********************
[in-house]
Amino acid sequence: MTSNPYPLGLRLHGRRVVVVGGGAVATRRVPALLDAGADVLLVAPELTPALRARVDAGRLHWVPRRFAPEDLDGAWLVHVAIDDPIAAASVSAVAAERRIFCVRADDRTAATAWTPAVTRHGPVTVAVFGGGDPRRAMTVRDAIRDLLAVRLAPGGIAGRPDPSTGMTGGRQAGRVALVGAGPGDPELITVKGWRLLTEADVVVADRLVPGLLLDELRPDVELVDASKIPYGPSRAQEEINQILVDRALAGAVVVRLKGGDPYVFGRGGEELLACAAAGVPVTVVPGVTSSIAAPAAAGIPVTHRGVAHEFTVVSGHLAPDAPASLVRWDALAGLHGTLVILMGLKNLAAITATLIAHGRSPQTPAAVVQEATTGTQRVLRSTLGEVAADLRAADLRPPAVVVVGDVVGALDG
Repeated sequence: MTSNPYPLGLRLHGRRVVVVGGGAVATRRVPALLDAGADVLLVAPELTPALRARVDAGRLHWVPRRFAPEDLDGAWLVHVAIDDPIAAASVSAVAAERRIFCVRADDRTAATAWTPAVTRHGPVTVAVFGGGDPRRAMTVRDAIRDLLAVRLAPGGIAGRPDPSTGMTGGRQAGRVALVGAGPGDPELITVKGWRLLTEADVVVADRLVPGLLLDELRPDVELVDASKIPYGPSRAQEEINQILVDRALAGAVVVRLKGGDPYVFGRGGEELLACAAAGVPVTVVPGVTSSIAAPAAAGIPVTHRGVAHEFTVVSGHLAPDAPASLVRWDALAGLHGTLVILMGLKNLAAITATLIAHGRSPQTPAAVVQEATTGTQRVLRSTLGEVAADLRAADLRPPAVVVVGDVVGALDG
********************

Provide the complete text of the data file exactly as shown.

[in-house]
Amino acid sequence: MTSNPYPLGLRLHGRRVVVVGGGAVATRRVPALLDAGADVLLVAPELTPALRARVDAGRLHWVPRRFAPEDLDGAWLVHVAIDDPIAAASVSAVAAERRIFCVRADDRTAATAWTPAVTRHGPVTVAVFGGGDPRRAMTVRDAIRDLLAVRLAPGGIAGRPDPSTGMTGGRQAGRVALVGAGPGDPELITVKGWRLLTEADVVVADRLVPGLLLDELRPDVELVDASKIPYGPSRAQEEINQILVDRALAGAVVVRLKGGDPYVFGRGGEELLACAAAGVPVTVVPGVTSSIAAPAAAGIPVTHRGVAHEFTVVSGHLAPDAPASLVRWDALAGLHGTLVILMGLKNLAAITATLIAHGRSPQTPAAVVQEATTGTQRVLRSTLGEVAADLRAADLRPPAVVVVGDVVGALDG
Repeated sequence: MTSNPYPLGLRLHGRRVVVVGGGAVATRRVPALLDAGADVLLVAPELTPALRARVDAGRLHWVPRRFAPEDLDGAWLVHVAIDDPIAAASVSAVAAERRIFCVRADDRTAATAWTPAVTRHGPVTVAVFGGGDPRRAMTVRDAIRDLLAVRLAPGGIAGRPDPSTGMTGGRQAGRVALVGAGPGDPELITVKGWRLLTEADVVVADRLVPGLLLDELRPDVELVDASKIPYGPSRAQEEINQILVDRALAGAVVVRLKGGDPYVFGRGGEELLACAAAGVPVTVVPGVTSSIAAPAAAGIPVTHRGVAHEFTVVSGHLAPDAPASLVRWDALAGLHGTLVILMGLKNLAAITATLIAHGRSPQTPAAVVQEATTGTQRVLRSTLGEVAADLRAADLRPPAVVVVGDVVGALDG